Lessons Learned from the Weddings of Friends – Part Two

Lessons Learned from the Weddings of Friends part two image.jpg

Marriage is a journey. I had the privilege of watching two dear friends begin that journey on Saturday, and I loved seeing their excitement for the road ahead. As they exchanged their vows and reflected on how God had so perfectly led them together, I saw yet another picture of God’s love for us. The simplicity and humility shown was beautiful, and it pointed to the pure example of Christ, who died for his enemies to make them adopted children of God.

As new marriages are beginning, others I know are marking the first of many anniversaries, allowing me to see couples in a various number of early stages. Not surprisingly, I’m learning a lot by watching those facing the challenges that time brings. Today, I wanted to continue adding to a post I wrote in June. I pray God will encourage and challenge you through these observations.


4. Love stories are not always pretty.

Many people long for a fairy tale marriage like those they’ve seen from Disney. Few are prepared when their stories more closely resemble those from the Brothers Grimm. There seems to be a truth that those closest to you can cause you the most joy as well as the most grief, so it should come as no surprise that spouses can wound immensely as well as love deeply. And because we are all in the process of being sanctified, we can all too easily allow sin to influence the way we love. This shouldn’t discourage those of us who are single from pursuing marriage if the Lord wills, nor should it discourage those who are married from fighting for unity and love through the most bitter of times. Sin still affects all who walk this earth, regardless of their relationship status. Let us rather be challenged to love like Christ with grace and mercy. Let us serve humbly (Philippians 2:1-11). Let us forgive as we have been forgiven (Mathew 6:12, 14-15). Let us love as we have been loved (John 13:34-35). And let us show the world what God is like by our love for one another (Ephesians 5).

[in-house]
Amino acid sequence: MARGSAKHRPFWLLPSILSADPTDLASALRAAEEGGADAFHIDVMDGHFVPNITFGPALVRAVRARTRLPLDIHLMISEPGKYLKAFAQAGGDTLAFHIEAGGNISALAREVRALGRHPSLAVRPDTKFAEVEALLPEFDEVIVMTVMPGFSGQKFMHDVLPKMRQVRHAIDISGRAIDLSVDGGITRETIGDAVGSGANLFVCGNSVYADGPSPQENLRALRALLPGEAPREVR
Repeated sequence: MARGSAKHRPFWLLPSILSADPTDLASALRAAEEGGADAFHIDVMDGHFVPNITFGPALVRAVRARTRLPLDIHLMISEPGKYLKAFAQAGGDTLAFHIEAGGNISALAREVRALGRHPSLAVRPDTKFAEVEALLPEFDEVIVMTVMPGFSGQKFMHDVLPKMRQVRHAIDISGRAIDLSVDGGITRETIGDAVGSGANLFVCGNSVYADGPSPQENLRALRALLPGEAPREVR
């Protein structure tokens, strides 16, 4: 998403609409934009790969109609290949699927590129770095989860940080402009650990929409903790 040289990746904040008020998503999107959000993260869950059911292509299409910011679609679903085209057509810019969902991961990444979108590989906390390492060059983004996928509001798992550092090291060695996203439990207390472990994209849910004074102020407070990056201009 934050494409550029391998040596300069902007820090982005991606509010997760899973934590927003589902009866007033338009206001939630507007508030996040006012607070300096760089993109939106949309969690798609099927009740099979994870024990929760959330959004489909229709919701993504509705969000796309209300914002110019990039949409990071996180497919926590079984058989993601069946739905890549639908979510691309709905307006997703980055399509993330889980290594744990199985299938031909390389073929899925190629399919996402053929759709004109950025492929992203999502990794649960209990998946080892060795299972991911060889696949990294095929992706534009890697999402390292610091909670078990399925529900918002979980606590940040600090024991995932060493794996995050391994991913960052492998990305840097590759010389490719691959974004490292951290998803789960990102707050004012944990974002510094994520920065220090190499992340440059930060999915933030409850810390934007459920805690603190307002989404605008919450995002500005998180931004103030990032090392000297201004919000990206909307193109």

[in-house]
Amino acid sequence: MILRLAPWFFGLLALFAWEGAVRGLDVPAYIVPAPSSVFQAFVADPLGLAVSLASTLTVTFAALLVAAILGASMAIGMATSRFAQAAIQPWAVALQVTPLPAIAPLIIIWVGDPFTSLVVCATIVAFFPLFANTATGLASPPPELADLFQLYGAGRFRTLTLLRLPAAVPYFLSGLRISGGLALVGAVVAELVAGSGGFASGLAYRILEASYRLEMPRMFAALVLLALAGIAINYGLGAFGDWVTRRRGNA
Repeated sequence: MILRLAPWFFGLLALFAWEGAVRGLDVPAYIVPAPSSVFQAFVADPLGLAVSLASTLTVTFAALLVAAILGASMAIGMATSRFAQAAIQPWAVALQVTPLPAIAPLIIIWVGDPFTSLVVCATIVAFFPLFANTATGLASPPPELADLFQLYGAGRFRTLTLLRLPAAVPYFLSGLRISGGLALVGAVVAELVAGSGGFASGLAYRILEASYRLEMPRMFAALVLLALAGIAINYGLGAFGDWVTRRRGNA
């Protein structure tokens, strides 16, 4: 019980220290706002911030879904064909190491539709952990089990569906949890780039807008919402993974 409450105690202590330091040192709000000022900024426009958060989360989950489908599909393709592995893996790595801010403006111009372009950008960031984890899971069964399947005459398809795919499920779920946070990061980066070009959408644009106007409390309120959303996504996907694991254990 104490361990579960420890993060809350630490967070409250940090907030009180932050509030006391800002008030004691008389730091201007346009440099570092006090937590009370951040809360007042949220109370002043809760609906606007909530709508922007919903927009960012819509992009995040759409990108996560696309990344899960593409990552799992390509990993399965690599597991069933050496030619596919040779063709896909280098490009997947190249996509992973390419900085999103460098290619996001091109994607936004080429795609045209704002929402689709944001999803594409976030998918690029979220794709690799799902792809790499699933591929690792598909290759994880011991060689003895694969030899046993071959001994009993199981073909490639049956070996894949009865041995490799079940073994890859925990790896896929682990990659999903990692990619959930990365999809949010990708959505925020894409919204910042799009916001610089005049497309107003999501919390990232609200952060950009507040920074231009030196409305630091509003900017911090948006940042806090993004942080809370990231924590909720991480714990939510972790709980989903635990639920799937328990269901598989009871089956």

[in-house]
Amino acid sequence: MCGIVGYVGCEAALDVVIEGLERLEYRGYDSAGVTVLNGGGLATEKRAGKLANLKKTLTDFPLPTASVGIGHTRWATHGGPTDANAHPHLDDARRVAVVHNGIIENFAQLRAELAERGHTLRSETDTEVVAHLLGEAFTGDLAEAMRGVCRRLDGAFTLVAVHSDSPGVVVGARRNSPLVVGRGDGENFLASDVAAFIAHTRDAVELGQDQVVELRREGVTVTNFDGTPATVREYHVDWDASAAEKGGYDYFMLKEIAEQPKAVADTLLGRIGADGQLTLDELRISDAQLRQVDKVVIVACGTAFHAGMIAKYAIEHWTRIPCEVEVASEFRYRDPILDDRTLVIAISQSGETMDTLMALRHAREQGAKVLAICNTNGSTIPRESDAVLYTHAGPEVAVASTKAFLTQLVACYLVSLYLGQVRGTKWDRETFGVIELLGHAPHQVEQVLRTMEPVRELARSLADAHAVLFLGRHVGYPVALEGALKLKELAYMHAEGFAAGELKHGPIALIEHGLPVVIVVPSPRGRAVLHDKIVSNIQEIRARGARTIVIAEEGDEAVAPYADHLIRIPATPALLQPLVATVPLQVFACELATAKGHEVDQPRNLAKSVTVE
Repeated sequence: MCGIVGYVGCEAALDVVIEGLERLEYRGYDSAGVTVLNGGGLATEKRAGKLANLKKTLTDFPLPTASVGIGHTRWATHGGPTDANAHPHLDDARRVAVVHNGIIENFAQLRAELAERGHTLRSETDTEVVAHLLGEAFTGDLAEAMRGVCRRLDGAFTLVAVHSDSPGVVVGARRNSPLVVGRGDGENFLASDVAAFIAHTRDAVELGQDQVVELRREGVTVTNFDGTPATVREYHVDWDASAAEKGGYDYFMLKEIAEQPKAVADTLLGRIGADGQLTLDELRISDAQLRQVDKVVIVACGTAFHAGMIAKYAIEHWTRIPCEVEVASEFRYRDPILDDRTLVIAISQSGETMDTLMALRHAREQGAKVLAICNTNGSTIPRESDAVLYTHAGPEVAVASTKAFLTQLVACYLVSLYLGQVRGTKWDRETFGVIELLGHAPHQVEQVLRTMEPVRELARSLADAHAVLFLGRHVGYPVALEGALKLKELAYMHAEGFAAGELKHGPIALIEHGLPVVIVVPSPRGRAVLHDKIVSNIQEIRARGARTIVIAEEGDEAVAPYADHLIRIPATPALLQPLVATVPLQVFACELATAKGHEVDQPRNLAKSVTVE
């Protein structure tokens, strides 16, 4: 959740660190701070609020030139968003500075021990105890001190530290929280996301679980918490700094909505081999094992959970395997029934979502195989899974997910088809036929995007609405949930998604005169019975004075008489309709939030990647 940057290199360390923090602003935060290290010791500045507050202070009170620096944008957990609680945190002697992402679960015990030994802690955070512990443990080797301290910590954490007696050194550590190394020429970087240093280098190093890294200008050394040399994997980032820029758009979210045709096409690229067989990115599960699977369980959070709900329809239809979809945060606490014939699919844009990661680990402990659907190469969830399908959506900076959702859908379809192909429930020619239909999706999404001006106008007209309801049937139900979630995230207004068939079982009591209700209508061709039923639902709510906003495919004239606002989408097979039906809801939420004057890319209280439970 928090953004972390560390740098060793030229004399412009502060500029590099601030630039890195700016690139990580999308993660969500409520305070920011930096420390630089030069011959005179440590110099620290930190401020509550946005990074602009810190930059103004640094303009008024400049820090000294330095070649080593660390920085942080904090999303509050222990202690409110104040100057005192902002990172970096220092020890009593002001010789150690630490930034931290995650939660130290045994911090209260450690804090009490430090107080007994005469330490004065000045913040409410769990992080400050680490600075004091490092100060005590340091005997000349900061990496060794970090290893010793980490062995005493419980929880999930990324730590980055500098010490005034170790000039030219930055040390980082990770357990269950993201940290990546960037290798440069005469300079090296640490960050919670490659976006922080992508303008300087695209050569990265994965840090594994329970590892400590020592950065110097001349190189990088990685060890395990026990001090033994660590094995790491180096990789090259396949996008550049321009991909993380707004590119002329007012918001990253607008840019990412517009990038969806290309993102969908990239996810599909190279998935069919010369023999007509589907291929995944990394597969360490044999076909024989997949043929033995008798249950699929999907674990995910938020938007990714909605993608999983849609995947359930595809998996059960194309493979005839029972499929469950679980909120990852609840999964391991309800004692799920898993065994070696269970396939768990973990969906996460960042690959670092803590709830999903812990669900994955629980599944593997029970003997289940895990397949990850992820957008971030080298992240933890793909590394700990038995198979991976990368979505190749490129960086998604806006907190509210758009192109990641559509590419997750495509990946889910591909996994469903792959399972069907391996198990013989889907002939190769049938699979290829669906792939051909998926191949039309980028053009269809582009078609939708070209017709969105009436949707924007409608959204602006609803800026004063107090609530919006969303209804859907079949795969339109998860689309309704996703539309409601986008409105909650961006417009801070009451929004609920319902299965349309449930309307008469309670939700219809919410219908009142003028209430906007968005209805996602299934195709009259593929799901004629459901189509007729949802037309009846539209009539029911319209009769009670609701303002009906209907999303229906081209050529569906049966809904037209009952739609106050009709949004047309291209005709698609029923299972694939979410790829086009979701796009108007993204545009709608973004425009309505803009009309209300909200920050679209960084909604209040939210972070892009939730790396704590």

5. Love requires surrender.

Part of what made the vows so meaningful this weekend was the fact that they were selfless. The message was not, “Here is what I want from you,” but instead, “Here is what I will give to you.” This points to the lesson I’m learning from my married friends: selfishness and pride have no place in a healthy marriage. When my friends face difficulty and division in their marriages, selfishness and pride are the usual culprits. When my friends experience peace and joy, selflessness and humility are present. Paul pointed to this truth when he wrote that,

Love is patient and kind; love does not envy or boast; it is not arrogant or rude. It does not insist on its own way; it is not irritable or resentful; it does not rejoice at wrongdoing, but rejoices with the truth. Love bears all things, believes all things, hopes all things, endures all things.
1 Corinthians 13:4-7

This is how God loves us: unconditionally. He loved us while we were still sinners (Romans 5:8). He remains faithful even when we are faithless (Romans 3:3-4; 2 Timothy 2:13). Let us do the same, whether single or married.


6. God is faithful.

I heard parts of the couple’s love story that I hadn’t heard before the wedding, and the story spoke of God’s great faithfulness. As two individuals surrendered themselves to the Lord, laying down their rights to themselves for the sake of their Father’s kingdom, God faithfully led them to each other in his own good timing. Again and again, I’ve watched God work in the hearts of a man and a woman, leading them together and uniting them as only he can do. I’ve also watched again and again as God kept doors closed that his children tried to force open. We cannot outsmart the Lord of creation, but we can completely trust his guiding hand. If he has called you to marriage, he can and will sustain you for it. If he has called you to singleness, he can and will sustain you for it. In all things, trust him, seeking first his kingdom and righteousness, knowing that life is not ultimately about marriage, but about the Lord (Matthew 6:33).

Again, singleness and marriage are only aspects of life, not the substance of life itself. There are far greater concerns in this world than your relationship status. But singleness and marriage are significant aspects, and we must see them rightly, as God sees them. In all things, may we be more aligned with him. In all things, may he increase as we decrease (John 3:30).


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